Wilkes-Barre Area in a fight to save our schools.

        I would like to say this is a good story,  but it is not. This story is the setup for the final death knell for a crumbling city.  Wilkes-Barre was a coal mining city.  It is right next to the Susquehanna River,  the polluted part.  It has always been a home to the working man. I was born here in 1974 in a hospital that closed.  Anyone from the area would remember Mercy Hospital.  My 2 kids and my wife were also born in this hospital. Wilkes-Barre was a good city.  Over the years drugs,  crime,  corrupt politicians,  corrupt judges and recession has decimated it.  It is a shadow of its former self.  The mayor is proud of the service jobs he “created”,  while the city hemorrhages good jobs and people.  We are the home of the Kids for Cash Scandal,  the one where the judges put juveniles in a facility for a kickback and the home of the gas scandal.  67,000 gallons of gas went missing and not a soul was prosecuted.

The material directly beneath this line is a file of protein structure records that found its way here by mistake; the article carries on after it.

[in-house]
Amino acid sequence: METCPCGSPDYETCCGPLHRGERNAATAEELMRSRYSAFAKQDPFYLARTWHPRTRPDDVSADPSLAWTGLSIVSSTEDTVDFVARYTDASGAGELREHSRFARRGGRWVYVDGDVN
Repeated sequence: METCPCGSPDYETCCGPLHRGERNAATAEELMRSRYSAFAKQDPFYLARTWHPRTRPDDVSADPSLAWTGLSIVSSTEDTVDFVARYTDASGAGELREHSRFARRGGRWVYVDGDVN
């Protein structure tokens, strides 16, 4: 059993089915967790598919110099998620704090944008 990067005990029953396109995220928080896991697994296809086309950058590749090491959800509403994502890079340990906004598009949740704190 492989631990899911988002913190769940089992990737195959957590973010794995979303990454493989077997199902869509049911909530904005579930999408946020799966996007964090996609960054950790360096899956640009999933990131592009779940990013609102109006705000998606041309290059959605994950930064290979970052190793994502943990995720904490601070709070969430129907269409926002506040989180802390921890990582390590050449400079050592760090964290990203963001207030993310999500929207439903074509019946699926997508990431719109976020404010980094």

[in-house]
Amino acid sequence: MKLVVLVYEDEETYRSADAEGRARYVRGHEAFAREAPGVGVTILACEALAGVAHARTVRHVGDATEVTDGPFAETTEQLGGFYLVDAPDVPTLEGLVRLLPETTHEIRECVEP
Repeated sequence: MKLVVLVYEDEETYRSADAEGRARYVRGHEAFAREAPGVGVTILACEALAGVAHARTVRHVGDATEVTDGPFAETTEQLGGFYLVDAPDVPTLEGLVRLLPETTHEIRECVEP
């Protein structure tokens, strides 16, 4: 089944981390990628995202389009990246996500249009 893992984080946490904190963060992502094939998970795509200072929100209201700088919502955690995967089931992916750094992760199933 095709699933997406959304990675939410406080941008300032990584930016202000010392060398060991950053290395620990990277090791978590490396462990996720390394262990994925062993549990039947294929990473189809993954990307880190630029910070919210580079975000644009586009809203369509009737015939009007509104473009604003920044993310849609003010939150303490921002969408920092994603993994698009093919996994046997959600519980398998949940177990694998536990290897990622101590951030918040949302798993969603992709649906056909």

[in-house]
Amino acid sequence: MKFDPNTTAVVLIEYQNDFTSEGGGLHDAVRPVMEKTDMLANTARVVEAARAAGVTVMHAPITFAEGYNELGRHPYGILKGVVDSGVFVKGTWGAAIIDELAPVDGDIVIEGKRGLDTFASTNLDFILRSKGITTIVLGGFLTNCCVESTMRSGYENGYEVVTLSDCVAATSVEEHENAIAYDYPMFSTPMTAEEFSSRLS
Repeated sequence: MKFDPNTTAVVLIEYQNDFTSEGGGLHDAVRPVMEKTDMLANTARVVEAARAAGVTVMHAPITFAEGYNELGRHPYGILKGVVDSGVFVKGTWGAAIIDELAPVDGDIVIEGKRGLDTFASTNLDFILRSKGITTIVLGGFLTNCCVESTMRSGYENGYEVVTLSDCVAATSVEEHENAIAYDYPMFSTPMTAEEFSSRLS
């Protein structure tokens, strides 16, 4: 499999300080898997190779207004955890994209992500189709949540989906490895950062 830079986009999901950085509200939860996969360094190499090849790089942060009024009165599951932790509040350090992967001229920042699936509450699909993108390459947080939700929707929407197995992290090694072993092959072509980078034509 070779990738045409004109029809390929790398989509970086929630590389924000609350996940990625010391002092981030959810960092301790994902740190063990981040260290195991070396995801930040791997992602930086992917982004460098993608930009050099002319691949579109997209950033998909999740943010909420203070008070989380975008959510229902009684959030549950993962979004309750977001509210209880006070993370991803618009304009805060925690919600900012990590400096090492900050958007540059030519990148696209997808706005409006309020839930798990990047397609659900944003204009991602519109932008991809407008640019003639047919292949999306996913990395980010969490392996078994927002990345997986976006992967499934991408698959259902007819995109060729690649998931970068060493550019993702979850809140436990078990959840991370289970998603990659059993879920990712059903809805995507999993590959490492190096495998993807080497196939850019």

I graduated from one of our 3 high schools,  Meyers,  my wife graduated from our rival,  GAR. The other school in our area is Coughlin.  Meyers and GAR are neighborhood schools and Coughlin is downtown serving the outskirts of our city and the northern part.  There are about 42,000 people in Wilkes-Barre.  The median income is $20,000 below the Pennsylvania average. We are such a poor area,  every child gets a free lunch in school.  The kids cafe and other programs for poor kids are packed full.  My home is struggling.